The Sumatran orangutan lives amidst the trees of tropical rainforests. They once lived throughout Sumatra, but now their habitats are mainly found in North Sumatra and Aceh.
The species is currently listed as critically endangered by the WWF, with only an estimated 7,000 remaining. Efforts are being made to reintroduce orangutans rescued from illegal trade or being kept as pets into the wild.
The Bornean orangutan is listed as endangered.
More photos: Orangutans in jeopardy
Sumatran elephants live in the forests of Borneo and Sumatra, where they travel in herds and feed on a variety of plants and deposit seeds. They are about 20 feet long and weigh approximately five tons.
These majestic creatures are critically endangered due to the destruction of their habitat by the logging, palm oil and rubber industries in Asia. Over two-thirds of the species’ lowland forest habitat has been razed in the last 25 years and nearly 70 percent of its natural habitat destroyed in just one generation. This has resulted in the animals invading local villages, destroying homes and crops. Forest rangers and activists from the Wildlife Conservation Society are trying various methods to return them to the forest, including training them to keep away and hunting for illegal loggers. There are currently between 2,400 and 2,800 of the mammals left, confined to small patches of forest.
Because only male Sumatran elephants have tusks, poaching has drastically skewed the sex ratio of this species, severely threatening breeding rates.
Cross river gorilla
Cross river gorillas live in the lowland mountain forests and rainforests of Cameroon and Nigeria, areas heavily populated by humans as well. As such, the gorillas’ territory has been threatened by poaching, clearing for timber and the creation of fields for agriculture and livestock.
Cross river gorillas can reach up to five-and-a-half feet tall and 440 pounds. They are considered critically endangered, with less than 300 of their kind left.
Western lowland gorilla
The western lowland gorilla can be found in the Central African Republic, Cameroon, the Democratic Republic of Congo Equatorial Guinea, Gabon and the Republic of Congo. They differ from other gorilla subspecies in that they are somewhat smaller with brown-grey coats and auburn colored chests.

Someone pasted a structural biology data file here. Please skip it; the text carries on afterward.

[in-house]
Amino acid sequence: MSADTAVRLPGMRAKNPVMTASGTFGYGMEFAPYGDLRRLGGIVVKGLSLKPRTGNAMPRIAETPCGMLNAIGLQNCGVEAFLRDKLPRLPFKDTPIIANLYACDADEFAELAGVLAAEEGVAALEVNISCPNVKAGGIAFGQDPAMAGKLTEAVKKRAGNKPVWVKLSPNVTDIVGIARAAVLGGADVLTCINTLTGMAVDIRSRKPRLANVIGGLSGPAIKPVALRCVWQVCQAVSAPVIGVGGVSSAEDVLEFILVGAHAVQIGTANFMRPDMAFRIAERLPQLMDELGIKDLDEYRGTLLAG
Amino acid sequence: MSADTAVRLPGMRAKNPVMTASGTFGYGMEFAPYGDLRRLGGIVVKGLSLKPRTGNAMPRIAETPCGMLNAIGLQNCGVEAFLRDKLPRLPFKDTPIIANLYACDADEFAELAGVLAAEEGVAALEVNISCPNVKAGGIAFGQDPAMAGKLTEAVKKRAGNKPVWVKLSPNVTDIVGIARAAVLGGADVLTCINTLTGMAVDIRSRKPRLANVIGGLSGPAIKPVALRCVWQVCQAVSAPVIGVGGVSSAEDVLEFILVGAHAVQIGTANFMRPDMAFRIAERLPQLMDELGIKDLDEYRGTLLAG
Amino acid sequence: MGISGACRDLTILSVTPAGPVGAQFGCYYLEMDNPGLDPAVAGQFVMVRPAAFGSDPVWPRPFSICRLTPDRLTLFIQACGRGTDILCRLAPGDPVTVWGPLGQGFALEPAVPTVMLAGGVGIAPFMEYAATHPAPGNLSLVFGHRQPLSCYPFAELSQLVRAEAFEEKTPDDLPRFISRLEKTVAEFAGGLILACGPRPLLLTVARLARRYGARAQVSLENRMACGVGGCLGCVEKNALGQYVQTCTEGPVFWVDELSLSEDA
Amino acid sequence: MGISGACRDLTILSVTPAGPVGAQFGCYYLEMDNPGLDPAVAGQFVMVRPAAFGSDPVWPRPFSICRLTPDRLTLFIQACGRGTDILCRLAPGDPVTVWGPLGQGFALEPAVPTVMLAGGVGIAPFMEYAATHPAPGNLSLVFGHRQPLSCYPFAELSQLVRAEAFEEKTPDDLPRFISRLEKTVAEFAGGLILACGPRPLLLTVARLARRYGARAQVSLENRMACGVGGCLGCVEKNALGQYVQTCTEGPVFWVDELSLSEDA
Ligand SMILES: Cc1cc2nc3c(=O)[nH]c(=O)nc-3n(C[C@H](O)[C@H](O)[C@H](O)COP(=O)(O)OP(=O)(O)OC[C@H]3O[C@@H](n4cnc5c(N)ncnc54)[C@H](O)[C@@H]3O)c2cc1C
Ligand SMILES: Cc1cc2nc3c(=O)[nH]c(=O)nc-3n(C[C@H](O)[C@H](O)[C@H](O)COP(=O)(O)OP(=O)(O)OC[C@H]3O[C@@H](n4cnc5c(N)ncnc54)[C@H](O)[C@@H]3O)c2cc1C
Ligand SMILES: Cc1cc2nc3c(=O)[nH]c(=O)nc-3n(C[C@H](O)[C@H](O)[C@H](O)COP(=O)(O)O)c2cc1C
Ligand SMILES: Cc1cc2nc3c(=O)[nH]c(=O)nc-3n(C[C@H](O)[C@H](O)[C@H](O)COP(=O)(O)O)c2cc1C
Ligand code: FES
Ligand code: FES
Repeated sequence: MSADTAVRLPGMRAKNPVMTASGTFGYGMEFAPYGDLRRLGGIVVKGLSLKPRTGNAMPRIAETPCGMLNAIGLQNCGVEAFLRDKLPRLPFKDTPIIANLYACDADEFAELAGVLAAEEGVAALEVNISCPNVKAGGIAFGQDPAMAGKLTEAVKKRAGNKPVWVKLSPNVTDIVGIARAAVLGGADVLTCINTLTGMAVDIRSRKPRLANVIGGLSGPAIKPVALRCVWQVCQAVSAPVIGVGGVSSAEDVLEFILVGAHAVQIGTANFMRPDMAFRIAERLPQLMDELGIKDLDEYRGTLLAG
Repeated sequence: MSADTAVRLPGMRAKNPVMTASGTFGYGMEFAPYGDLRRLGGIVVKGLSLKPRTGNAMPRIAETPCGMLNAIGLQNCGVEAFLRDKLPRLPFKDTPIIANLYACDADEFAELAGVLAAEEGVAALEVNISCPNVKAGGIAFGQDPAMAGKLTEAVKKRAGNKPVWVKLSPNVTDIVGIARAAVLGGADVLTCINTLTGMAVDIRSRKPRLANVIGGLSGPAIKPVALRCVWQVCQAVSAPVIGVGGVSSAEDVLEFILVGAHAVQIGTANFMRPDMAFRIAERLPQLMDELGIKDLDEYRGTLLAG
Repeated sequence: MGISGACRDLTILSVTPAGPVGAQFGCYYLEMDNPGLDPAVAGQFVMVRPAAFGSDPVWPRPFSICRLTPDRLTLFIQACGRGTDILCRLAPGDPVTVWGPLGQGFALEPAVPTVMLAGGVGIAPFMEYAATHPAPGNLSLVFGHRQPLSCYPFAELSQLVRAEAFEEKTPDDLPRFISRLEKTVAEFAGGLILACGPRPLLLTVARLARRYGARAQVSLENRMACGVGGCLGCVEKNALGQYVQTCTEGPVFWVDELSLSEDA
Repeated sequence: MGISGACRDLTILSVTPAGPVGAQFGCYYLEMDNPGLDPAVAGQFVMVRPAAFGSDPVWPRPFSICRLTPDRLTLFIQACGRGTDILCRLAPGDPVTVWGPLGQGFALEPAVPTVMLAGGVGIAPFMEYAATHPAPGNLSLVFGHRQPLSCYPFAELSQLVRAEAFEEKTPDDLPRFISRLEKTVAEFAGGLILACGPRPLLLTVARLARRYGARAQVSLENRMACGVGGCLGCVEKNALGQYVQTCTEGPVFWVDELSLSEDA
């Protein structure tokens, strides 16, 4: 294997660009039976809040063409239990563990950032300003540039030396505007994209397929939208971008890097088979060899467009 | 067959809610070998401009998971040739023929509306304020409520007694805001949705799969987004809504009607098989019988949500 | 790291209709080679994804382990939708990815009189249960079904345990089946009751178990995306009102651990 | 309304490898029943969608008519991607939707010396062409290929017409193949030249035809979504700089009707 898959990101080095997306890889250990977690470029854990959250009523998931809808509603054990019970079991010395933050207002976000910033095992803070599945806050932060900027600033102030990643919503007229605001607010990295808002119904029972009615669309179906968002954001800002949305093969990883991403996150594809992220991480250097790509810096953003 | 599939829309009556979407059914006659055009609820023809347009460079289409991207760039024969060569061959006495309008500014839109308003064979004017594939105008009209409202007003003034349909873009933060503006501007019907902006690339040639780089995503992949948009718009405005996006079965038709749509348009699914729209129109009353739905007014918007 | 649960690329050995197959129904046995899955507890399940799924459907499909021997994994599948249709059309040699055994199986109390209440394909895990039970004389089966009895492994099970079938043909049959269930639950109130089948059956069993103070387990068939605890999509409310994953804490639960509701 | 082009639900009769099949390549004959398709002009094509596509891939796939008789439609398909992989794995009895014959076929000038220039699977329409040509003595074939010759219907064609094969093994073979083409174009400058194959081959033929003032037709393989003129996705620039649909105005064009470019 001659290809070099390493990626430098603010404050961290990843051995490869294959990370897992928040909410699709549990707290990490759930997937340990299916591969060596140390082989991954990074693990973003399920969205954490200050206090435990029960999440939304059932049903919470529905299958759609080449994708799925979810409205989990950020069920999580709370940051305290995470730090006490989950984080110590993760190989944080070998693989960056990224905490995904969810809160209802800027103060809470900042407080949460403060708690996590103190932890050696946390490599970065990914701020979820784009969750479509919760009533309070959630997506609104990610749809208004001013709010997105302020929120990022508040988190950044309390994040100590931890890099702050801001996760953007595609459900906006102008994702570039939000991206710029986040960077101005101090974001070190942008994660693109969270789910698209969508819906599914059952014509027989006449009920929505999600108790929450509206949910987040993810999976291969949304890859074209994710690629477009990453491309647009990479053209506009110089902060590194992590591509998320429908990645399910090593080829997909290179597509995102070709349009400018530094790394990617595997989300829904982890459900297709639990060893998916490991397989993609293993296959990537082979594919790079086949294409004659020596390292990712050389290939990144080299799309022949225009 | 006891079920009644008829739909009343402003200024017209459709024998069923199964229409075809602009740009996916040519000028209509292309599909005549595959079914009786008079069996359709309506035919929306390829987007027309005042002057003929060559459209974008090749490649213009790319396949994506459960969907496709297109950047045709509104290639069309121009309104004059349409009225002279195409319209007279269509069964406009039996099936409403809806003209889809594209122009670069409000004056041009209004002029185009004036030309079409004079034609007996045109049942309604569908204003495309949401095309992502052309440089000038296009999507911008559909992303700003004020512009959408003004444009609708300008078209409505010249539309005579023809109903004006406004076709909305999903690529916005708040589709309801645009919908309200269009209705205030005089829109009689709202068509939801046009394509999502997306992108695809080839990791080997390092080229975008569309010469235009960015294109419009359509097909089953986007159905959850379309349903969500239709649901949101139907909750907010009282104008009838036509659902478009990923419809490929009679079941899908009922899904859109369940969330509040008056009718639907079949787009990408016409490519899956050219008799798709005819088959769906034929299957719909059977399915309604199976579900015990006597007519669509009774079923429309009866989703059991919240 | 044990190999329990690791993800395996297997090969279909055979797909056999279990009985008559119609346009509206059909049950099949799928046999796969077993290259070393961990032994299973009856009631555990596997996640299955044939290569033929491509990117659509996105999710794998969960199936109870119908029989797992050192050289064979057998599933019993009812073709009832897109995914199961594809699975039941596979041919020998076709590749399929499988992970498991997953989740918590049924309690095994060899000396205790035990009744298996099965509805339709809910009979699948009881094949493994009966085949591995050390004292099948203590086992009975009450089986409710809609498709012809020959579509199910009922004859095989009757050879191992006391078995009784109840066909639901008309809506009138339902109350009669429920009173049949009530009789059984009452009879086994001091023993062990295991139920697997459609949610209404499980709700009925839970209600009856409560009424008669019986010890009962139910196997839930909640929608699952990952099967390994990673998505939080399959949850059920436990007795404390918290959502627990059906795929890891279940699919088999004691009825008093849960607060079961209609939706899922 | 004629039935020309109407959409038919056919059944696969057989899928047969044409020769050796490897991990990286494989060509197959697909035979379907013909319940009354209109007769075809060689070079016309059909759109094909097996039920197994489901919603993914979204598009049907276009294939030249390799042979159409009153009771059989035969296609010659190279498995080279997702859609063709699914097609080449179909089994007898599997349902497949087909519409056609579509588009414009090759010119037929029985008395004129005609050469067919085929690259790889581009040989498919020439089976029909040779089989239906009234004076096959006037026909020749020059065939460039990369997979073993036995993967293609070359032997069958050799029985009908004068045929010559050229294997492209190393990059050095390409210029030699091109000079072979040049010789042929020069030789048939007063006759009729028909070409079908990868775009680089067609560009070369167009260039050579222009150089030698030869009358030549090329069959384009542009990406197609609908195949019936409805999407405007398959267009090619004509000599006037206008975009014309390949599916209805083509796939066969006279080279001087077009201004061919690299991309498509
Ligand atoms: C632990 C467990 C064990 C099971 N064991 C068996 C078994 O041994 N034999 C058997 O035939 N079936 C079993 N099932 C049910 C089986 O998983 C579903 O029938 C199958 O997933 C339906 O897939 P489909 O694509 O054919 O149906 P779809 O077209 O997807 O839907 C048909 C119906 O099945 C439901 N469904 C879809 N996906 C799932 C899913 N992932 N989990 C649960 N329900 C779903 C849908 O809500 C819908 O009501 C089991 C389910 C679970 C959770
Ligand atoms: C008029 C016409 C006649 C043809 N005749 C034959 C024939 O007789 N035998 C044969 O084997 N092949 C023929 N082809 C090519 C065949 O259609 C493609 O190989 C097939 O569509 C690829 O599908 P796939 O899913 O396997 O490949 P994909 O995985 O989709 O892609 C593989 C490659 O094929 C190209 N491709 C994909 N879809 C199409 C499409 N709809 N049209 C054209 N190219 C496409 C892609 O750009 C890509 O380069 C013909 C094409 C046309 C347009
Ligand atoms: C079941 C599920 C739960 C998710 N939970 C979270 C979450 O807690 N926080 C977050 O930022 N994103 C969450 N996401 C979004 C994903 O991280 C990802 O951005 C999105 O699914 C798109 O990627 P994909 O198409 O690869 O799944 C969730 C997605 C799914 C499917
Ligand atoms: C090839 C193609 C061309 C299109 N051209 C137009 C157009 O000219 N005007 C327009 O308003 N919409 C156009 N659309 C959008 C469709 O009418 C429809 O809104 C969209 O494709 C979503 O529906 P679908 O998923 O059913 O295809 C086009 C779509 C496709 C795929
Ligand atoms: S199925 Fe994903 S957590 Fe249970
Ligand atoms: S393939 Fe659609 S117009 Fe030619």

Their total population isn’t known, but it is estimated that, primarily due to poaching and disease, their numbers have dwindled by at least 60% over the past two decades. They are listed as critically endangered by the WWF.
Pangolins are primarily nocturnal animals that can curl up into a ball when startled and use their scales to lash out at predators. Often mistaken as reptiles, they are actually mammals covered neck-to-toe in a body armor of scales.
Pangolin meat is considered a delicacy in both Asia and Africa. The animals’ scales are also utilized in a range of folk remedies for conditions like asthma and arthritis. As such, pangolins have become one of the most trafficked mammals in the world.
Two pangolin species are now listed as critically endangered on the IUCN Red List of Threatened Species.
For millennia, the snow leopard ruled the mountains of China, Bhutan, Nepal, India, Pakistan, Afghanistan, Russia, and Mongolia. It could scale steep slopes with ease, leap six times its body length and wrap its tail around its body to protect itself from the cold.
In recent years, however, this powerful cat has become endangered due to several forms of conflict with its sole predator, humans.
Animals that snow leopards traditionally hunt, like Argali sheep, are now also hunted by humans and, therefore, harder to come by. This has forced snow leopards to start killing livestock to survive, which has in turn caused local farmers to begin killing snow leopards to protect their livestock. These retaliatory killings, combined with habitat fragmentation and climate change, have diminished snow leopard populations to somewhere between 4,080 and 6,590.
The sperm whale, made famous by “Moby Dick,” is the largest of all toothed whales. Male sperm whales can grow to be more than 60 feet long and females up to about 40 feet. They live, on average, around 70 years and traverse all of the world’s oceans, plus the Mediterranean Sea.
While these torpedo-shaped mammals once numbered about 1.1 million worldwide, whaling diminished their population from the end of World War II through 1985, as hunters raced to extract oil from the reservoirs in their massive heads and render it from their blubber. Now protected by the Endangered Species Act, their numbers are still recovering with around 300,000 of them in existence.
There is also a distinctive population of sperm whales living in the Gulf of Mexico that scientists fear may be adversely affected by the Gulf Oil Disaster and all of the toxic fumes and chemical dispersants spread throughout their habitat.